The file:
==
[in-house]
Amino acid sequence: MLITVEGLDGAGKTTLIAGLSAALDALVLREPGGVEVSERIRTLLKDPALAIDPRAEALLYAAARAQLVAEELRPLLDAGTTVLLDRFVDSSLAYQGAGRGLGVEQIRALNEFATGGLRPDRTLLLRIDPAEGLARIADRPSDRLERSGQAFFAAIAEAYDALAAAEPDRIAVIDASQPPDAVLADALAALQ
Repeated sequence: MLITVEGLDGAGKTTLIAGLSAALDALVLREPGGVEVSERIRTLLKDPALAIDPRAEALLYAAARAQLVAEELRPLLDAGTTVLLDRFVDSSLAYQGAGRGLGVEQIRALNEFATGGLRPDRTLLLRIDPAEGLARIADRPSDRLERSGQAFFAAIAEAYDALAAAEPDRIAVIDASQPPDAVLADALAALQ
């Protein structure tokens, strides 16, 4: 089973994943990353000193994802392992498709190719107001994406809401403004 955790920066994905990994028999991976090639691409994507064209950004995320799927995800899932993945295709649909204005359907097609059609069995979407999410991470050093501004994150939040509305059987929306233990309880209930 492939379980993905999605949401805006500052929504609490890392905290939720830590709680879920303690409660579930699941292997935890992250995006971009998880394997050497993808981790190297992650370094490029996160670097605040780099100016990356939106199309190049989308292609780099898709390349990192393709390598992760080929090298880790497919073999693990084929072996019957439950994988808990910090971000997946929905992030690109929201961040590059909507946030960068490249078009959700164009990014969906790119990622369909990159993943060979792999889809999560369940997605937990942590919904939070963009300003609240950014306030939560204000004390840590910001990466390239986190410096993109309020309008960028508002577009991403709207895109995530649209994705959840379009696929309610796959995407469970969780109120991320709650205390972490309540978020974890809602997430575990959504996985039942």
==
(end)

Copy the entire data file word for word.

[in-house]
Amino acid sequence: MLITVEGLDGAGKTTLIAGLSAALDALVLREPGGVEVSERIRTLLKDPALAIDPRAEALLYAAARAQLVAEELRPLLDAGTTVLLDRFVDSSLAYQGAGRGLGVEQIRALNEFATGGLRPDRTLLLRIDPAEGLARIADRPSDRLERSGQAFFAAIAEAYDALAAAEPDRIAVIDASQPPDAVLADALAALQ
Repeated sequence: MLITVEGLDGAGKTTLIAGLSAALDALVLREPGGVEVSERIRTLLKDPALAIDPRAEALLYAAARAQLVAEELRPLLDAGTTVLLDRFVDSSLAYQGAGRGLGVEQIRALNEFATGGLRPDRTLLLRIDPAEGLARIADRPSDRLERSGQAFFAAIAEAYDALAAAEPDRIAVIDASQPPDAVLADALAALQ
């Protein structure tokens, strides 16, 4: 089973994943990353000193994802392992498709190719107001994406809401403004 955790920066994905990994028999991976090639691409994507064209950004995320799927995800899932993945295709649909204005359907097609059609069995979407999410991470050093501004994150939040509305059987929306233990309880209930 492939379980993905999605949401805006500052929504609490890392905290939720830590709680879920303690409660579930699941292997935890992250995006971009998880394997050497993808981790190297992650370094490029996160670097605040780099100016990356939106199309190049989308292609780099898709390349990192393709390598992760080929090298880790497919073999693990084929072996019957439950994988808990910090971000997946929905992030690109929201961040590059909507946030960068490249078009959700164009990014969906790119990622369909990159993943060979792999889809999560369940997605937990942590919904939070963009300003609240950014306030939560204000004390840590910001990466390239986190410096993109309020309008960028508002577009991403709207895109995530649209994705959840379009696929309610796959995407469970969780109120991320709650205390972490309540978020974890809602997430575990959504996985039942």